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Philippines’ BrahMos Cruise Missile Purchase Takes Another Step Forward

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Philippines’ BrahMos Cruise Missile Purchase Takes Another Step Forward

The acquisition would equip the Armed Forces of the Philippines with a potent deterrent against Chinese adventurism in the South China Sea.

Philippines’ BrahMos Cruise Missile Purchase Takes Another Step Forward
Credit: Flickr/Vasilyev Serge

As expected, the Philippines may be on the brink of becoming the first foreign buyer of the Indian-Russian BrahMos cruise missile, one of the fastest anti-ship missiles in the world, as the country’s armed forces seek to strengthen their ability to defend the country’s maritime domain from outside incursions. reported just before the new year that the Philippines’ budget department has released initial funding for the armed forces’ “planned acquisition of shore-based anti-ship missile system and combat utility helicopters.”

On December 27, the publication reported, the Philippines’ Department of Budget Management (DBM) issued two special allotment release orders (SAROs) worth 1.3 billion pesos ($25.2 million) and 1.535 billion pesos ($29.7 million). According to the DBM document, the allocations have been made “to cover the initial funding requirements for the shore-based anti-ship missile system acquisition project of the Philippine Navy.”

A senior security official told that a notice of award, a written confirmation of the grant of a contract to a successful project proponent, is currently “on process” for the missile system. An additional SARO worth 1.6 billion ($31 million) was also issued by the DBM to cover the initial payment for combat utility helicopters for the Philippine Air Force.

The Philippines has long expressed interest in purchasing the BrahMos weapons system, which has been jointly developed by the Russian and Indian governments. In December 2019, Philippine Defense Secretary Delfin Lorenzana announced that Philippines was preparing to purchase two batteries of BrahMos missiles, as part of the Armed Forces of the Philippines (AFP)’s 2018-22 modernization program.

Lorenzana said at the time that he expected the contract would be signed in the first or second quarter of 2020, but negotiations seemingly came to a halt after the COVID-19 pandemic strained the Philippines’ budget. But the prospects for a deal brightened in March of last year, when India and the Philippines signed a pact known as an “implementing arrangement” opening up the possibility of government-to-government deals on defense procurements.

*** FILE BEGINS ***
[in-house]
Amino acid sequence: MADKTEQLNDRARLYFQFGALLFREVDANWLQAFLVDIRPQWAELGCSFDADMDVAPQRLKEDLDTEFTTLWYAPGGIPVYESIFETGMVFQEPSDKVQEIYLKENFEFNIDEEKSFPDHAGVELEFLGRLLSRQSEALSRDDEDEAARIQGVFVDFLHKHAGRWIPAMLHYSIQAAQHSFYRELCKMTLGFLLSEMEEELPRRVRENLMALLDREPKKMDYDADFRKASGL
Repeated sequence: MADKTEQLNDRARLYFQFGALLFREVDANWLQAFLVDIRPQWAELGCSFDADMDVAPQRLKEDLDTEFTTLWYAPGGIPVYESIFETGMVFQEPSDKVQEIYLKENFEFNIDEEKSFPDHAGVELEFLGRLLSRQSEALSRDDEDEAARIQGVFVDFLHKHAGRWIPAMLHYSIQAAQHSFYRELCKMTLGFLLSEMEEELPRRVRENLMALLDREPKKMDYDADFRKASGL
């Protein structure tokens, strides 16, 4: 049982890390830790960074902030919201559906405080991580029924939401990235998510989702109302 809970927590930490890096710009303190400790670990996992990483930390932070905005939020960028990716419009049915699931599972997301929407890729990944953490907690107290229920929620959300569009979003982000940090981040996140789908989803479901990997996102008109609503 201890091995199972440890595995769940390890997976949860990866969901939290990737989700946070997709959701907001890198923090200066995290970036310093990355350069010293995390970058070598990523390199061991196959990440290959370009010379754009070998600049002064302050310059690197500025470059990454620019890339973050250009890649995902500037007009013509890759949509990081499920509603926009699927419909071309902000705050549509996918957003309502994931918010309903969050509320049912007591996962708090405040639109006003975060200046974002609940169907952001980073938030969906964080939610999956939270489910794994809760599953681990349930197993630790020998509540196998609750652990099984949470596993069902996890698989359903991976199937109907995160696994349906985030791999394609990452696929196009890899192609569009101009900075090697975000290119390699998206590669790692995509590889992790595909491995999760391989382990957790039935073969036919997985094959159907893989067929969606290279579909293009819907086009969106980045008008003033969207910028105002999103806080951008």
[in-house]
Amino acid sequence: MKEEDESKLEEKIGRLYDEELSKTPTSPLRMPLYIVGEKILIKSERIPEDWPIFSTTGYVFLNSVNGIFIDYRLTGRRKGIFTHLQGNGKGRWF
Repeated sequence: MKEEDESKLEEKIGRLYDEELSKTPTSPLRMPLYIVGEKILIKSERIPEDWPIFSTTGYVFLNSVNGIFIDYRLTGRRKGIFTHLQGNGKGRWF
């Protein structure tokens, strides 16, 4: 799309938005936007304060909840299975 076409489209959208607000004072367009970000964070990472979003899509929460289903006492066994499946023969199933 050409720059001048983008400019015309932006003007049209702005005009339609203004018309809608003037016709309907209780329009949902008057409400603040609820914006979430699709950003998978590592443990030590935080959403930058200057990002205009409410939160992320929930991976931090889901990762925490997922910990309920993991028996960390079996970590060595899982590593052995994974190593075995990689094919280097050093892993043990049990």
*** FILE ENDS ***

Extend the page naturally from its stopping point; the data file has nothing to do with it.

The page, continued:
The world’s fastest supersonic cruise missile, the BrahMos has been developed by BrahMos Aerospace, a joint venture between India and Russia which was set up in India in 1998. The missile can be launched from submarines, ships, aircraft or from land platforms, and can carry conventional warheads weighing up to 300 kilograms. Equipped with stealth technology and an advanced guidance system, the BrahMos flies at nearly three times the speed of sound, making it nearly impossible for targets to evade.

Apart from the Philippines, countries like Thailand, Vietnam, and Indonesia have reportedly shown interest to purchase the missile. Manila’s purchase of the formidable weapons system will not only frank the increasingly close defense ties between New Delhi and Manila; it also stands to equip the AFP with a stiff deterrent against Chinese maritime adventurism in areas of the South China Sea claimed by the Philippines.

Despite winning an important international legal case that it filed against China in 2013, contesting its expansive maritime and territorial claims in the South China Sea, the Philippines has struggled to prevent repeated maritime incursions by Chinese maritime militia and coastguard vessels.

As Prashanth Parameswaran wrote in these pages in 2019, when the first reports of a potential Philippine purchase began to emerge, the missiles would be “ideal for the service’s land-based territorial defense operations.” By bringing Chinese assets in the South China Sea within the 400-kilometer range of the BrahMos missile, the acquisition could make Chinese naval commanders think twice before attempting to seize Philippine-claimed islands or features by force.